Scary phone calls are a staple of Hollywood horror films, but if an unknown caller claims to be a Social Security Administration agent, be very afraid. A fraudster may be on the line, trying to take your cash or your identity.
Alarming spam calls and messages from people claiming to be Social Security Administration agents skyrocketed in the first six months of 2019, according to BeenVerified’s Spam Call Complaint Monitor. This rising scam unseats calls from fake IRS agents, which had been the No. 1 source of complaints during the previous three years, according to our nationwide analysis of more than 200,000 spam call reports.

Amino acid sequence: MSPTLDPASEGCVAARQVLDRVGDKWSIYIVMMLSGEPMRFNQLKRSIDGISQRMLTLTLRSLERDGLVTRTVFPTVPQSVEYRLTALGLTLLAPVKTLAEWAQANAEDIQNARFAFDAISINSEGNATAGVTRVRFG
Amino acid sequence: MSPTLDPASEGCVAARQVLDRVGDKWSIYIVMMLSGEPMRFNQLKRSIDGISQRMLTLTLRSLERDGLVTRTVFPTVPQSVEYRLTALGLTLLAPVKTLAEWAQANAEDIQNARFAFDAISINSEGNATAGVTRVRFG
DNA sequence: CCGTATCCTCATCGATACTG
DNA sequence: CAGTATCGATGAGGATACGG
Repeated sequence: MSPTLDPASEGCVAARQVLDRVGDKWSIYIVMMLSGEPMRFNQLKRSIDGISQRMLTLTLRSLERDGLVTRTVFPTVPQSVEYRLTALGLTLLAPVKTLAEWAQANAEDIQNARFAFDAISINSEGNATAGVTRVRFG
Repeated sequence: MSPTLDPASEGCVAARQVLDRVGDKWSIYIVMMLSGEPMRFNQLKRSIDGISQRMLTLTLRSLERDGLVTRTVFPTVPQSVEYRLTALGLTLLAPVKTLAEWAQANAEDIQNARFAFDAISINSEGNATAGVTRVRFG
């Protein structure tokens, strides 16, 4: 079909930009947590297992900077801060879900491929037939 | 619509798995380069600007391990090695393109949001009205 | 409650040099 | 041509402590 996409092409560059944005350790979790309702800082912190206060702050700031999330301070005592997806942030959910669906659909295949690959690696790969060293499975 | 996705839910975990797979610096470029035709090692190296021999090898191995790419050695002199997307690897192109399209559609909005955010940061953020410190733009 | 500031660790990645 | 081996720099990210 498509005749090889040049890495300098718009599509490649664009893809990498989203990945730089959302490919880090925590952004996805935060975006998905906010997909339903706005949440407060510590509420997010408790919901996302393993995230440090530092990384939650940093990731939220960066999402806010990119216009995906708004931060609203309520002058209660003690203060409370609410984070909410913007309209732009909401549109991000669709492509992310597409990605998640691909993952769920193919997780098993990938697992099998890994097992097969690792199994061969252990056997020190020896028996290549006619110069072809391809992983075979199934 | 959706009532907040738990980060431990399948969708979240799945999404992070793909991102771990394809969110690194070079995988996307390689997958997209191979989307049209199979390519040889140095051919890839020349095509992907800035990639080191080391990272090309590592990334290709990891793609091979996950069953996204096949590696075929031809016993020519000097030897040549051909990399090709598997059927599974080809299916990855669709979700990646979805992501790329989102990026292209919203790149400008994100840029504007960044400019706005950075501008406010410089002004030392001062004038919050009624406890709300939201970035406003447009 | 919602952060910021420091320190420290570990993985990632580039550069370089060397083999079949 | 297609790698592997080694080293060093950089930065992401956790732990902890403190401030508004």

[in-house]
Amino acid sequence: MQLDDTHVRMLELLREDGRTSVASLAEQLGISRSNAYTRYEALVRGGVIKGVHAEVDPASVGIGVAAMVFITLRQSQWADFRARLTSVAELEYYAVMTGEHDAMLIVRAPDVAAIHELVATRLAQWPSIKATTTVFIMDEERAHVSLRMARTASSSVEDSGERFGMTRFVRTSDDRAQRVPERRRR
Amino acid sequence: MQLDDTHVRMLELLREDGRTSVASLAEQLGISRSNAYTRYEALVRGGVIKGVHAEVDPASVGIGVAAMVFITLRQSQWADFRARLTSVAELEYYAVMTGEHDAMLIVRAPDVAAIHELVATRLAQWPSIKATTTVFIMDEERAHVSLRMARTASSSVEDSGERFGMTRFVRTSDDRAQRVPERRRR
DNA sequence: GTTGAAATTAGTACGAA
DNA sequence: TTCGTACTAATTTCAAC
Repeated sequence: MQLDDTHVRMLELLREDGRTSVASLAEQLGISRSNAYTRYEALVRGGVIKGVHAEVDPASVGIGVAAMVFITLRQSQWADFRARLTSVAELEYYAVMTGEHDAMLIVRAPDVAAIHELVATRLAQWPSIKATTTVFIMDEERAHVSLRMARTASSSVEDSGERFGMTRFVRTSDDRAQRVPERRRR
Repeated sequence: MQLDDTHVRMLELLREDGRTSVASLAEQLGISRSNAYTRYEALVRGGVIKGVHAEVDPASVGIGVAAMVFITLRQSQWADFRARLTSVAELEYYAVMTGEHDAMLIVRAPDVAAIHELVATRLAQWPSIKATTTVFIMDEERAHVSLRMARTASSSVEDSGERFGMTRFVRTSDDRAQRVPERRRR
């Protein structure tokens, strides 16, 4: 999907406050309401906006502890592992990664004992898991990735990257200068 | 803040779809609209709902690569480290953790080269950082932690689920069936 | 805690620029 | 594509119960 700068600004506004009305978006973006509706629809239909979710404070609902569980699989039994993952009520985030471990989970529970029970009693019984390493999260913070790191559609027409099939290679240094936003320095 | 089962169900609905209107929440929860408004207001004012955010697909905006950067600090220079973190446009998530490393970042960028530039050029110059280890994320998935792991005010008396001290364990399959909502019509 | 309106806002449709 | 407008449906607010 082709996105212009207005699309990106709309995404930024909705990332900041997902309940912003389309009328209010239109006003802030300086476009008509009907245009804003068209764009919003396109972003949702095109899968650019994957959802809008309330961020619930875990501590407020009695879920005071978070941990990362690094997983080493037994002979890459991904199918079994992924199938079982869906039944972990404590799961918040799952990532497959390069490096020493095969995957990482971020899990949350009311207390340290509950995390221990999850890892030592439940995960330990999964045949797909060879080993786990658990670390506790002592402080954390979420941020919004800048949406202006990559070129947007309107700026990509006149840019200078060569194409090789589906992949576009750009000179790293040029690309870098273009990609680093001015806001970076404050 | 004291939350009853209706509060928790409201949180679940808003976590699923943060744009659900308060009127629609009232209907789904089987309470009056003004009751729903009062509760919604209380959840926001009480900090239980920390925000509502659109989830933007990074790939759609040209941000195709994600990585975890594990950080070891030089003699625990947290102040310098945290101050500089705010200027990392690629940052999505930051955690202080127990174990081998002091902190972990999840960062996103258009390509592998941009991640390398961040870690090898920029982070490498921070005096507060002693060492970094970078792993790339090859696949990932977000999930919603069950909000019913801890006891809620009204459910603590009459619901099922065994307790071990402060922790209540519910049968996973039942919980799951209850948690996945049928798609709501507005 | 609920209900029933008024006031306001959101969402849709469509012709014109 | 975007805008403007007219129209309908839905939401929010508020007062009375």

Social Security spam calls skyrocket. Spam and robocalls from fraudsters claiming to be from the Social Security Administration accounted for nearly 10% of user complaint comments during the first six months of this year—a more than 23-fold increase in Social Security scam complaints compared to the first half of 2018.
Other key findings
- IRS/tax scam spam calls have dipped. Calls initiated by people either initiating a tax scam or purporting to be IRS agents were the top source of spam complaints logged between 2016 and 2018. In the first six months of 2019, such complaints dropped to second place.
- Scare tactics are common. Consumers targeted by Social Security, IRS/tax and bogus lawsuit calls report strong-armed tactics from the perpetrators, who threatened to arrest the victims, take their benefits or suspend their accounts.